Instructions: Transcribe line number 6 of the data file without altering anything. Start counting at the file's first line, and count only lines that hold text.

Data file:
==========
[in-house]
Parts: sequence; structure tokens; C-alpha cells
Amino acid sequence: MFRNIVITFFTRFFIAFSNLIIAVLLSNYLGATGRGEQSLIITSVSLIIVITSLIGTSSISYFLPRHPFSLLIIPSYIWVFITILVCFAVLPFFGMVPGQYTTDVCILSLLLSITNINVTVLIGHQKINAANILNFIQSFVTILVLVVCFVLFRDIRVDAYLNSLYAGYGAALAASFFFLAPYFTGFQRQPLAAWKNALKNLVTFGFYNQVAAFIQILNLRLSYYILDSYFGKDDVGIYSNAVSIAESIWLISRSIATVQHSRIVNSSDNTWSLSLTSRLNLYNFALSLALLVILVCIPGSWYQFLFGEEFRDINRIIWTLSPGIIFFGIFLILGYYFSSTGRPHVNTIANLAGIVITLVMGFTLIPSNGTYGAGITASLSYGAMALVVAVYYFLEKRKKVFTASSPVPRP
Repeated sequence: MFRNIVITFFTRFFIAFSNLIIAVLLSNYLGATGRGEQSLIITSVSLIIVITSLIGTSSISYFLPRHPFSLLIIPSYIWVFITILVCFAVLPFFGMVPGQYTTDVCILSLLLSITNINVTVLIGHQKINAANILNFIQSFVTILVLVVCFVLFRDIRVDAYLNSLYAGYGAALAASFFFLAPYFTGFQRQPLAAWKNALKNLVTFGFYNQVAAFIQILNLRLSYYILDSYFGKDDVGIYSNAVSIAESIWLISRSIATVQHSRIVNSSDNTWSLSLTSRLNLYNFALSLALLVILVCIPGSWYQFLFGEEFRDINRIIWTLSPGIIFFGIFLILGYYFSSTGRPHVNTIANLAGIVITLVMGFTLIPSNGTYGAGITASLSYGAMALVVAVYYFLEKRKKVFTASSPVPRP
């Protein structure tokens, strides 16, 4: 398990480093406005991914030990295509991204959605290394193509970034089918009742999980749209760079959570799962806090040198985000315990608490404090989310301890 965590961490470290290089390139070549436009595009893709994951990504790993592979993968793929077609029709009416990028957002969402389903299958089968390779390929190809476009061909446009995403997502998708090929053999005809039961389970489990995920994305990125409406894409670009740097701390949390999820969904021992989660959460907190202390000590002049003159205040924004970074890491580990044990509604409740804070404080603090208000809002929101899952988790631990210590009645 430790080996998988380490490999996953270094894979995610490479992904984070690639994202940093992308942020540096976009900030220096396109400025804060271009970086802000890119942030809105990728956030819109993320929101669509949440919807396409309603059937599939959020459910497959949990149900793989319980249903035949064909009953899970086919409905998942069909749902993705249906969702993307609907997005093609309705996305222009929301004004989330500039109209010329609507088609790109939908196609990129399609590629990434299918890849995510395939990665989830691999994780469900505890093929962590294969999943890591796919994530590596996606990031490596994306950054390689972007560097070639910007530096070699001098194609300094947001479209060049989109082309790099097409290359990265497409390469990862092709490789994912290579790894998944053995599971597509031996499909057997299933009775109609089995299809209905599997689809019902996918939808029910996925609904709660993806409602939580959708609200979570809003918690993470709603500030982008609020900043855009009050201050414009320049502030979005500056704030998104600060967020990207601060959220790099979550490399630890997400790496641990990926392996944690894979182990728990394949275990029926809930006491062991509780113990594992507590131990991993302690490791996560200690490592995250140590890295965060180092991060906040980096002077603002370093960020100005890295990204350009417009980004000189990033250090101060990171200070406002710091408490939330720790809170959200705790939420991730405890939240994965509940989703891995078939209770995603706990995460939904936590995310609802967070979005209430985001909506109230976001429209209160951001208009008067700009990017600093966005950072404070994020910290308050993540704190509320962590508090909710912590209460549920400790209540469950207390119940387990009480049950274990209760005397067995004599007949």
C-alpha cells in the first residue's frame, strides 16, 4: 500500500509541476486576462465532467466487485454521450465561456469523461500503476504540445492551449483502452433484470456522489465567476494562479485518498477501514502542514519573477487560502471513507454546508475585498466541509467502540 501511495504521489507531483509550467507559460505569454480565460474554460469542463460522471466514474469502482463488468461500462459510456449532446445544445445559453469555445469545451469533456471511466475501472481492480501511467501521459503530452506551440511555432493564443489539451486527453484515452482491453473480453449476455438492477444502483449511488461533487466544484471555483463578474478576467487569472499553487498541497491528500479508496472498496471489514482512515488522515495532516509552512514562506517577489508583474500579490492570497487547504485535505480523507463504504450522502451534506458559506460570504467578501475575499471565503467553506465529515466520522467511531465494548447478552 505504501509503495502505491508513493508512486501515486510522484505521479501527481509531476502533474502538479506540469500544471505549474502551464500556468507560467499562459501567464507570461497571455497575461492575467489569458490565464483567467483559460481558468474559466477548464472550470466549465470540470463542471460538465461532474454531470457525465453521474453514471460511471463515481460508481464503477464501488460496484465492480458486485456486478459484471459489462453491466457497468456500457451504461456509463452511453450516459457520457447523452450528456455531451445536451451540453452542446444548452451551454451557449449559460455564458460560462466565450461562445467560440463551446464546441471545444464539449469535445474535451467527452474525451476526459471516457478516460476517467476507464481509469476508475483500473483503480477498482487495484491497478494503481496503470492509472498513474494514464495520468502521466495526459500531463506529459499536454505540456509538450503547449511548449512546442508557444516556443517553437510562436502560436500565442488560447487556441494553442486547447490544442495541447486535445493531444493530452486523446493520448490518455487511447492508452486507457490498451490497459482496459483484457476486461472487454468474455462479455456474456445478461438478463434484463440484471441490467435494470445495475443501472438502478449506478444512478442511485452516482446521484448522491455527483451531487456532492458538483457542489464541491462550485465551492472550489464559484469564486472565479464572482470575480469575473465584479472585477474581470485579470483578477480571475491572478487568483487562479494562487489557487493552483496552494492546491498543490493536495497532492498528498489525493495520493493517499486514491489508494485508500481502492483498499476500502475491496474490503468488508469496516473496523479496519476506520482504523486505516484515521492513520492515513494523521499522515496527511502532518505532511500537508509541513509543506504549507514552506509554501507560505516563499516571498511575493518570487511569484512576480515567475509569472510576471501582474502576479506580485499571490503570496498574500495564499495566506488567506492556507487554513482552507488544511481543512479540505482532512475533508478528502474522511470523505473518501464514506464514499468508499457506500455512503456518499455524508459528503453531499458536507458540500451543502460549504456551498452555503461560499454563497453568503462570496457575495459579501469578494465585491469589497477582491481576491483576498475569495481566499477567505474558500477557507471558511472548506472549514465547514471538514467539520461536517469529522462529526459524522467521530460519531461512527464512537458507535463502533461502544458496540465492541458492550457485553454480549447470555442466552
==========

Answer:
C-alpha cells in the first residue's frame, strides 16, 4: 500500500509541476486576462465532467466487485454521450465561456469523461500503476504540445492551449483502452433484470456522489465567476494562479485518498477501514502542514519573477487560502471513507454546508475585498466541509467502540 501511495504521489507531483509550467507559460505569454480565460474554460469542463460522471466514474469502482463488468461500462459510456449532446445544445445559453469555445469545451469533456471511466475501472481492480501511467501521459503530452506551440511555432493564443489539451486527453484515452482491453473480453449476455438492477444502483449511488461533487466544484471555483463578474478576467487569472499553487498541497491528500479508496472498496471489514482512515488522515495532516509552512514562506517577489508583474500579490492570497487547504485535505480523507463504504450522502451534506458559506460570504467578501475575499471565503467553506465529515466520522467511531465494548447478552 505504501509503495502505491508513493508512486501515486510522484505521479501527481509531476502533474502538479506540469500544471505549474502551464500556468507560467499562459501567464507570461497571455497575461492575467489569458490565464483567467483559460481558468474559466477548464472550470466549465470540470463542471460538465461532474454531470457525465453521474453514471460511471463515481460508481464503477464501488460496484465492480458486485456486478459484471459489462453491466457497468456500457451504461456509463452511453450516459457520457447523452450528456455531451445536451451540453452542446444548452451551454451557449449559460455564458460560462466565450461562445467560440463551446464546441471545444464539449469535445474535451467527452474525451476526459471516457478516460476517467476507464481509469476508475483500473483503480477498482487495484491497478494503481496503470492509472498513474494514464495520468502521466495526459500531463506529459499536454505540456509538450503547449511548449512546442508557444516556443517553437510562436502560436500565442488560447487556441494553442486547447490544442495541447486535445493531444493530452486523446493520448490518455487511447492508452486507457490498451490497459482496459483484457476486461472487454468474455462479455456474456445478461438478463434484463440484471441490467435494470445495475443501472438502478449506478444512478442511485452516482446521484448522491455527483451531487456532492458538483457542489464541491462550485465551492472550489464559484469564486472565479464572482470575480469575473465584479472585477474581470485579470483578477480571475491572478487568483487562479494562487489557487493552483496552494492546491498543490493536495497532492498528498489525493495520493493517499486514491489508494485508500481502492483498499476500502475491496474490503468488508469496516473496523479496519476506520482504523486505516484515521492513520492515513494523521499522515496527511502532518505532511500537508509541513509543506504549507514552506509554501507560505516563499516571498511575493518570487511569484512576480515567475509569472510576471501582474502576479506580485499571490503570496498574500495564499495566506488567506492556507487554513482552507488544511481543512479540505482532512475533508478528502474522511470523505473518501464514506464514499468508499457506500455512503456518499455524508459528503453531499458536507458540500451543502460549504456551498452555503461560499454563497453568503462570496457575495459579501469578494465585491469589497477582491481576491483576498475569495481566499477567505474558500477557507471558511472548506472549514465547514471538514467539520461536517469529522462529526459524522467521530460519531461512527464512537458507535463502533461502544458496540465492541458492550457485553454480549447470555442466552